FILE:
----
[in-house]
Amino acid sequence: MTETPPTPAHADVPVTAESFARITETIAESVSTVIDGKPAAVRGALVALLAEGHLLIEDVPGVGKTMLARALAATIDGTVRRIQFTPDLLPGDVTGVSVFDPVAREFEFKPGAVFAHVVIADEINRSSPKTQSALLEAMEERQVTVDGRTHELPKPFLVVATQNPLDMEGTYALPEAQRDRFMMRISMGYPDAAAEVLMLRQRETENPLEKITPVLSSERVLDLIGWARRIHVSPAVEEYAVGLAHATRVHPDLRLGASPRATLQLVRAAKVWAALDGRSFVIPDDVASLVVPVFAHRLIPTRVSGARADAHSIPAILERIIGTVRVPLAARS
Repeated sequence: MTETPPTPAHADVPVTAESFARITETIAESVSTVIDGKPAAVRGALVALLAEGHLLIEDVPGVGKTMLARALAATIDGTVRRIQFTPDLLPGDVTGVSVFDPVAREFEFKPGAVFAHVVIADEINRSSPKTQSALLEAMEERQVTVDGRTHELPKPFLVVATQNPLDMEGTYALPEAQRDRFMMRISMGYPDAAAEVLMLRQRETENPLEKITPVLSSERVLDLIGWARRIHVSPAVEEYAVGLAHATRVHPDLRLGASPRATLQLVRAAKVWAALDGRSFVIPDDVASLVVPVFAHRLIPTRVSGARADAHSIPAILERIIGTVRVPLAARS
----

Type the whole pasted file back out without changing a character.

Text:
[in-house]
Amino acid sequence: MTETPPTPAHADVPVTAESFARITETIAESVSTVIDGKPAAVRGALVALLAEGHLLIEDVPGVGKTMLARALAATIDGTVRRIQFTPDLLPGDVTGVSVFDPVAREFEFKPGAVFAHVVIADEINRSSPKTQSALLEAMEERQVTVDGRTHELPKPFLVVATQNPLDMEGTYALPEAQRDRFMMRISMGYPDAAAEVLMLRQRETENPLEKITPVLSSERVLDLIGWARRIHVSPAVEEYAVGLAHATRVHPDLRLGASPRATLQLVRAAKVWAALDGRSFVIPDDVASLVVPVFAHRLIPTRVSGARADAHSIPAILERIIGTVRVPLAARS
Repeated sequence: MTETPPTPAHADVPVTAESFARITETIAESVSTVIDGKPAAVRGALVALLAEGHLLIEDVPGVGKTMLARALAATIDGTVRRIQFTPDLLPGDVTGVSVFDPVAREFEFKPGAVFAHVVIADEINRSSPKTQSALLEAMEERQVTVDGRTHELPKPFLVVATQNPLDMEGTYALPEAQRDRFMMRISMGYPDAAAEVLMLRQRETENPLEKITPVLSSERVLDLIGWARRIHVSPAVEEYAVGLAHATRVHPDLRLGASPRATLQLVRAAKVWAALDGRSFVIPDDVASLVVPVFAHRLIPTRVSGARADAHSIPAILERIIGTVRVPLAARS